Shooting in the wake of the victims creates tension as cultures collide

As the sun set over Memphis on Monday night, dozens of grieving students gathered at Hamilton High School for a mourning vigil for the life of 15-year-old Phillexus Buchanan, a victim of shootings, but their grief turned to frustration when officers police ordered them to leave campus.

Instead of honoring their classmate with a balloon toss on her high school grounds, the students, banned from campus after hours, left the large empty parking lot and huddled across the street on a small sidewalk.

The moment, which comes in the aftermath of a tragedy, illustrates how grieving politics can be complicated for black children as their traditions of grief collide with a litany of rules and regulations.

Wearing a “rest in peace” shirt violates the dress code in uniformed schools, a common requirement in Shelby County Schools, a black majority district. Creating a TikTok tribute with classmates at lunch runs counter to the district’s cell phone policy which warns that administrators can confiscate phones if they are visible during the school day. Scheduling a vigil means navigating the city park permit application or district procedures.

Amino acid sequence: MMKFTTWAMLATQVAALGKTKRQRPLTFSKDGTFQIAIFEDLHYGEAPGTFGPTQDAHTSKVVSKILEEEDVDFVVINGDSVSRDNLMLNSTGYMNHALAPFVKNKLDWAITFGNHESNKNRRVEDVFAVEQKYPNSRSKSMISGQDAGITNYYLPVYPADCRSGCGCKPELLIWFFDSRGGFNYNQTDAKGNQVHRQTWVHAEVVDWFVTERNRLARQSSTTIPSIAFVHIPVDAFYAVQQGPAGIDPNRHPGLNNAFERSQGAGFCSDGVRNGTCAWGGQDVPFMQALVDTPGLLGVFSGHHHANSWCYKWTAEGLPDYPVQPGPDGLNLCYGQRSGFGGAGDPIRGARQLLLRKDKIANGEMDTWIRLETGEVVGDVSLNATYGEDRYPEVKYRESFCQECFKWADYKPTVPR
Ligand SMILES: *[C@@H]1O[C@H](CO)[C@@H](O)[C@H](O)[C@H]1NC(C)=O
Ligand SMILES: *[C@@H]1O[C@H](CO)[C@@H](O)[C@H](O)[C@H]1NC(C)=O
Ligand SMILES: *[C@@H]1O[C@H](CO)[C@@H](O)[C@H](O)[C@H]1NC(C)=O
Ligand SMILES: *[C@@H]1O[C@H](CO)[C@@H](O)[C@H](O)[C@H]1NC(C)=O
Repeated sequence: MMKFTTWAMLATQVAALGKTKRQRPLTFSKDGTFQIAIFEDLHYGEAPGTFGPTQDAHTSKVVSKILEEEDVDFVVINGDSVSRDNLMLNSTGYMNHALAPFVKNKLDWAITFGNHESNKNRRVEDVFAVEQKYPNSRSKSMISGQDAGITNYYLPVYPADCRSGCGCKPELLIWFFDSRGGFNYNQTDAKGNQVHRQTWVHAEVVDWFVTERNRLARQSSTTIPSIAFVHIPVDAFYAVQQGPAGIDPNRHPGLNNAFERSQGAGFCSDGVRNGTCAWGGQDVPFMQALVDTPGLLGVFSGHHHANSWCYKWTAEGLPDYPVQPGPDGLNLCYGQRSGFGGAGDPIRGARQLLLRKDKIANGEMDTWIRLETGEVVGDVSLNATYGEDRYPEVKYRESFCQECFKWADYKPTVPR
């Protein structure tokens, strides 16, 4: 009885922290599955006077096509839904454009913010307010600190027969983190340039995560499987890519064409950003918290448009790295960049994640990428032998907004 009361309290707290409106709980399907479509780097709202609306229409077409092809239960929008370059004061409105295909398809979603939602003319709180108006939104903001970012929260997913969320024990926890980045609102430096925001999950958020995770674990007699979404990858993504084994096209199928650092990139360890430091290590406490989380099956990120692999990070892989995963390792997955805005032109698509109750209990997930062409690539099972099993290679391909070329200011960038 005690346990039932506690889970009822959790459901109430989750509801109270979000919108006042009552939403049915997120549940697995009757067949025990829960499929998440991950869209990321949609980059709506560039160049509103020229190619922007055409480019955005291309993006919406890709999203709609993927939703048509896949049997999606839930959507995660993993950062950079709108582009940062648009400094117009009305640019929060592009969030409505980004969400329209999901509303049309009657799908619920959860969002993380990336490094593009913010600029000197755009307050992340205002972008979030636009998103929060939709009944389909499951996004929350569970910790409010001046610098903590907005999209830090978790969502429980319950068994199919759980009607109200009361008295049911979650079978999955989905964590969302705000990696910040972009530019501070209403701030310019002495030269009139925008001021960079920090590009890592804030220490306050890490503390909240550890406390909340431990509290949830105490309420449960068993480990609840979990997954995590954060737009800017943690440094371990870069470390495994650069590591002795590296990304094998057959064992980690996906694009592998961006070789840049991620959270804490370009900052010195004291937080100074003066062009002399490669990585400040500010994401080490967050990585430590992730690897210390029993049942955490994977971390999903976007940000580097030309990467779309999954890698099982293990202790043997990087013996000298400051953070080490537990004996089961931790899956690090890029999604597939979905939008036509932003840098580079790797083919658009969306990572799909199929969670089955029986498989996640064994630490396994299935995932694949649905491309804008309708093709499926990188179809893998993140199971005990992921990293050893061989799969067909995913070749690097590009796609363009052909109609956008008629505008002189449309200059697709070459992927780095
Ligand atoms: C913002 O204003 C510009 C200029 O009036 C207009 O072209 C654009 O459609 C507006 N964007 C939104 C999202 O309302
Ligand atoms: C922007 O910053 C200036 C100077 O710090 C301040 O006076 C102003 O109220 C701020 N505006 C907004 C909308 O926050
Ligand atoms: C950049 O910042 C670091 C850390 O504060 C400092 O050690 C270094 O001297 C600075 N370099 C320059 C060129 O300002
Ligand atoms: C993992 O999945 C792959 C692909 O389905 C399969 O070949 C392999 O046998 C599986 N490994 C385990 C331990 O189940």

“As part of the district protocol, we require all required use of school facilities or property to be submitted through our facilities portal which is reviewed by facilities, security and school management,” the school spokesperson said Monday evening. Jerica Phillips. “Unfortunately, we have not received extensive notification for the review of this request.”

Collecting more than 100 shares on social media, posts about the wake began circulating on Sunday at noon, two days after Buchanan was killed.

The Hamilton student, known as Lexus, was killed Friday night after a high school basketball game when the car she and other students were traveling in was ambushed at a gas station, according to police reports. . 16-year-old Breunna Woods, a cheerleader at Wooddale High School, was also killed in the shooting.

Family members announced a wake and release of purple balloons for Woods Thursday at 5:30 pm on Riverfront Drive near the Bass Pro Shop.